Think about location, location, location. Yes, it's a cliché, but no less true for vacation properties than for other real estate. Homes near beaches or mountains tend to attract the greatest number of interested buyers or renters. Check out all four seasons in your targeted area because the atmosphere can change dramatically based on busy or slower seasons. Finally, if you plan to use the place often, consider something within a few-hours drive or flight. Anything much farther tends to discourage frequent visits. 

Consider renting first, then buying. This will give you time to get to know the development, the area and the turnover rate among your future neighbors. All these factors are crucial to your enjoyment of the place - and its resale potential.

A number of people are considering buying a house with vacation in mind, according to the National Association of Realtors. In 2013, 80% of investment buyers were motivated to purchase a new property primarily as a family retreat.  



Pricing Your Home to Sell

November 27, 2013

Smart, competitive pricing is essential. When you price too high, your home stays on the market longer, prolonging the process and increasing your expenses along the way.

Home Seller Mistake No. 1: Pricing Too High

  • "I can always lower the price later if I don't get any offers."

That statement costs home sellers millions of dollars every year. Yes, you can always lower your asking price, but that's not a good strategy. Time and time again, experience shows that sellers who list competitively from the start get a better price than sellers who list high and then go lower and lower.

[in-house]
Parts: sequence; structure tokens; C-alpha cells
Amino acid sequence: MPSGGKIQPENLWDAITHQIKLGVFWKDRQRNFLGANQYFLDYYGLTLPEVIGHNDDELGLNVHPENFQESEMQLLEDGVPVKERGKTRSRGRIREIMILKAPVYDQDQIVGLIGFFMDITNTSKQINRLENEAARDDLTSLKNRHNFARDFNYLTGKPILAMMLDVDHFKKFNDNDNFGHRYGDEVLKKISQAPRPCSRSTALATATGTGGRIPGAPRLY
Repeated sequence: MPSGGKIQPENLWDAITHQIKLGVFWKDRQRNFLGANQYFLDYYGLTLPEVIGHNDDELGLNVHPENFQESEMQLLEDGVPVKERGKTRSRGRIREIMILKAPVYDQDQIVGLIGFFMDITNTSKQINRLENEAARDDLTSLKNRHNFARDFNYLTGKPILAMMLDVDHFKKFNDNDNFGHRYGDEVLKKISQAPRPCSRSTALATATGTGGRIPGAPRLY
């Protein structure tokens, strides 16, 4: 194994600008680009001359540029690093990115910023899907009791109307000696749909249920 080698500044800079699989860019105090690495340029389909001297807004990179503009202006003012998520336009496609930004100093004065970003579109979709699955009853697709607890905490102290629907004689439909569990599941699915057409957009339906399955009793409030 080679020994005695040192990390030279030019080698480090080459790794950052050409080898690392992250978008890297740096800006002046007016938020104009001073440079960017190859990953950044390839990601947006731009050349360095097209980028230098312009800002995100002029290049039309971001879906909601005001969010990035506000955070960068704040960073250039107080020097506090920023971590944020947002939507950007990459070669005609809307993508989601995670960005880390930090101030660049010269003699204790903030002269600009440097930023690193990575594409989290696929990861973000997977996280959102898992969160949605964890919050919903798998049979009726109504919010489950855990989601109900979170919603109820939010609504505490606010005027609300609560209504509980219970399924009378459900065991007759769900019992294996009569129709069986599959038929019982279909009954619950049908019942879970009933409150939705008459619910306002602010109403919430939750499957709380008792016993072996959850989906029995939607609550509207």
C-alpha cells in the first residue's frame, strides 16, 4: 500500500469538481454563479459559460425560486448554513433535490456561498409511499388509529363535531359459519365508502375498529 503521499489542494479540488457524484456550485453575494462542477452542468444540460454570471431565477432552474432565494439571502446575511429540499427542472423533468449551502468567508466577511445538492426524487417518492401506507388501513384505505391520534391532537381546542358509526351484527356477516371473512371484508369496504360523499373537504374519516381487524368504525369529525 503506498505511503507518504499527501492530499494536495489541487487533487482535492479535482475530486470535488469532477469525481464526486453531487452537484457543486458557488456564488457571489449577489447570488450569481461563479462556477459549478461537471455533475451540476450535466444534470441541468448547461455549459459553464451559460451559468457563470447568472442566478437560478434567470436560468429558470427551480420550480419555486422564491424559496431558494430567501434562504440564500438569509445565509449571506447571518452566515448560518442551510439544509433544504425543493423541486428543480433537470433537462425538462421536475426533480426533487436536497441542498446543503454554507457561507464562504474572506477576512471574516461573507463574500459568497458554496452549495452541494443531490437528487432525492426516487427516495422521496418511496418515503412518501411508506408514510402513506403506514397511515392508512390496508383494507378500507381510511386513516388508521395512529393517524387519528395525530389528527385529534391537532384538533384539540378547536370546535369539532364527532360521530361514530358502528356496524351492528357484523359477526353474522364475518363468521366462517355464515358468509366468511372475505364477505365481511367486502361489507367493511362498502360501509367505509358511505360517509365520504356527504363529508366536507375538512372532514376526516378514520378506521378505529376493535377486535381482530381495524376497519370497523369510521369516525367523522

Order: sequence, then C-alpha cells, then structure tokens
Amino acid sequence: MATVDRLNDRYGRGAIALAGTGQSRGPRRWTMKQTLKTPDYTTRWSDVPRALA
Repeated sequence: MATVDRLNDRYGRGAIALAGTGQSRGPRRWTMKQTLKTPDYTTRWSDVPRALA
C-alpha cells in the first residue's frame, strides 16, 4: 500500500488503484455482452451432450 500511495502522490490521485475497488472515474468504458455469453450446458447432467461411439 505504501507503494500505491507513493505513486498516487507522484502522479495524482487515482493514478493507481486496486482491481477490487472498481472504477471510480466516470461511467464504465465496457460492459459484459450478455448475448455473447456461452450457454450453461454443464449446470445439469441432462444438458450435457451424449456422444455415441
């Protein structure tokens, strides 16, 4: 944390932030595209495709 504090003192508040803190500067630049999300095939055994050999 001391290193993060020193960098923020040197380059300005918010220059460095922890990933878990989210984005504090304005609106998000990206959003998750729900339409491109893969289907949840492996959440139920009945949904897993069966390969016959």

Why? Psychology.

When you price too high, here's what buyers think:

  • "Wow, three price cuts in the last four months...There must be something wrong with that house."
  • "With all the price cuts on this house, the sellers must be desperate. Let's offer them far below what they're asking and see if they bite."

Sound Pricing Strategies

A far smarter approach is to find a knowledgeable agent who understands the local market and then work together on setting the right price. A good agent can help you avoid the overpricing trap.

We'd be happy to sit down with you to discuss your options. Just give us a call!


The Importance of Home Inspections

October 30, 2013

One of the best pieces of advice you can heed when it comes to buying a house is to order a home inspection. Regardless of whether you're a  first-time homebuyer or an old pro, you might have on rose-colored glasses when it comes to buying a house - your future home. Luckily, a certified home inspector has no emotional attachment to your new place and can impartially and appropriately identify structural, electrical and plumbing problems. Plus, this person can offer insight into the safety and value of the house.

During your home search, you'll probably notice the great front yard, charming breakfast nook and spacious bedrooms. What you won't notice, however, are the termites in the basement, nests in the chimney or cracks in the foundation. That's why it's important to speak with your real estate agent, who will be able to recommend inspectors who can reliably and responsibly check the nooks and crannies, walls and roofs. 

The inspection will cost you several hundred dollars, depending on where you live, but it's a small price to pay to ensure your home is worth the investment. Usually conducted after an offer is accepted, the inspection also provides leverage for negotiating concessions with the seller before the sale is finalized. Based on the inspector's detailed report, you're able to alert the seller to all issues you'd like fixed or addressed before the sale is closed.

In other words, a home inspection allows you to know exactly what you're buying - and if it truly is the perfect place for you. 

Source: www.REMAX.com 

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Office: 775-885-2200